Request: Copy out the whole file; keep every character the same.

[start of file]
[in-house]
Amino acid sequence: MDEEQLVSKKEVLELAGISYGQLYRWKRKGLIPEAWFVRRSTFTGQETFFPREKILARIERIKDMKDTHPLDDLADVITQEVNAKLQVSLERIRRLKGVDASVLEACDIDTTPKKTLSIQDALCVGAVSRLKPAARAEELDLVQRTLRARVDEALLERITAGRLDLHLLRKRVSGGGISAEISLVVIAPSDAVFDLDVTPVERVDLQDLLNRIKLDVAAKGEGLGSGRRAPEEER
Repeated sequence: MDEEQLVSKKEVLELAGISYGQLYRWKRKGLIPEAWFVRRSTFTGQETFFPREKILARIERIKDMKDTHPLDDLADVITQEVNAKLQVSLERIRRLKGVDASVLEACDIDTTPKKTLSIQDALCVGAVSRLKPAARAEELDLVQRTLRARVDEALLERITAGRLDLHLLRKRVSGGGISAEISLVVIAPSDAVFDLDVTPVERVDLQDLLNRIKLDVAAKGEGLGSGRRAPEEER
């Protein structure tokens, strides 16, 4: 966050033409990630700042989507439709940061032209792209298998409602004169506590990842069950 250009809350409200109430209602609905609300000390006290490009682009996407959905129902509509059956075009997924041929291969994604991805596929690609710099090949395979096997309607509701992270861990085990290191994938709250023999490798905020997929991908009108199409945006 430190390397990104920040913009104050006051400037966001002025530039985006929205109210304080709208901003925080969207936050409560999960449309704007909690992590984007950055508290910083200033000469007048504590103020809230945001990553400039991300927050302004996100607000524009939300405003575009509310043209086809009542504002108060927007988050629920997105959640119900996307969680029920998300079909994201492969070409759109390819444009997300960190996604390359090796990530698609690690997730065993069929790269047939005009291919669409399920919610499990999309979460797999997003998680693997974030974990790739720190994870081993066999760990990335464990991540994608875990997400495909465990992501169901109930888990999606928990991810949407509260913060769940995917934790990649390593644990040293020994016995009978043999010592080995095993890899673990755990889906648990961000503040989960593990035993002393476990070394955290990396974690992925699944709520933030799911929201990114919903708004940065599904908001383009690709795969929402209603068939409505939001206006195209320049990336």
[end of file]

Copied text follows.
[in-house]
Amino acid sequence: MDEEQLVSKKEVLELAGISYGQLYRWKRKGLIPEAWFVRRSTFTGQETFFPREKILARIERIKDMKDTHPLDDLADVITQEVNAKLQVSLERIRRLKGVDASVLEACDIDTTPKKTLSIQDALCVGAVSRLKPAARAEELDLVQRTLRARVDEALLERITAGRLDLHLLRKRVSGGGISAEISLVVIAPSDAVFDLDVTPVERVDLQDLLNRIKLDVAAKGEGLGSGRRAPEEER
Repeated sequence: MDEEQLVSKKEVLELAGISYGQLYRWKRKGLIPEAWFVRRSTFTGQETFFPREKILARIERIKDMKDTHPLDDLADVITQEVNAKLQVSLERIRRLKGVDASVLEACDIDTTPKKTLSIQDALCVGAVSRLKPAARAEELDLVQRTLRARVDEALLERITAGRLDLHLLRKRVSGGGISAEISLVVIAPSDAVFDLDVTPVERVDLQDLLNRIKLDVAAKGEGLGSGRRAPEEER
């Protein structure tokens, strides 16, 4: 966050033409990630700042989507439709940061032209792209298998409602004169506590990842069950 250009809350409200109430209602609905609300000390006290490009682009996407959905129902509509059956075009997924041929291969994604991805596929690609710099090949395979096997309607509701992270861990085990290191994938709250023999490798905020997929991908009108199409945006 430190390397990104920040913009104050006051400037966001002025530039985006929205109210304080709208901003925080969207936050409560999960449309704007909690992590984007950055508290910083200033000469007048504590103020809230945001990553400039991300927050302004996100607000524009939300405003575009509310043209086809009542504002108060927007988050629920997105959640119900996307969680029920998300079909994201492969070409759109390819444009997300960190996604390359090796990530698609690690997730065993069929790269047939005009291919669409399920919610499990999309979460797999997003998680693997974030974990790739720190994870081993066999760990990335464990991540994608875990997400495909465990992501169901109930888990999606928990991810949407509260913060769940995917934790990649390593644990040293020994016995009978043999010592080995095993890899673990755990889906648990961000503040989960593990035993002393476990070394955290990396974690992925699944709520933030799911929201990114919903708004940065599904908001383009690709795969929402209603068939409505939001206006195209320049990336």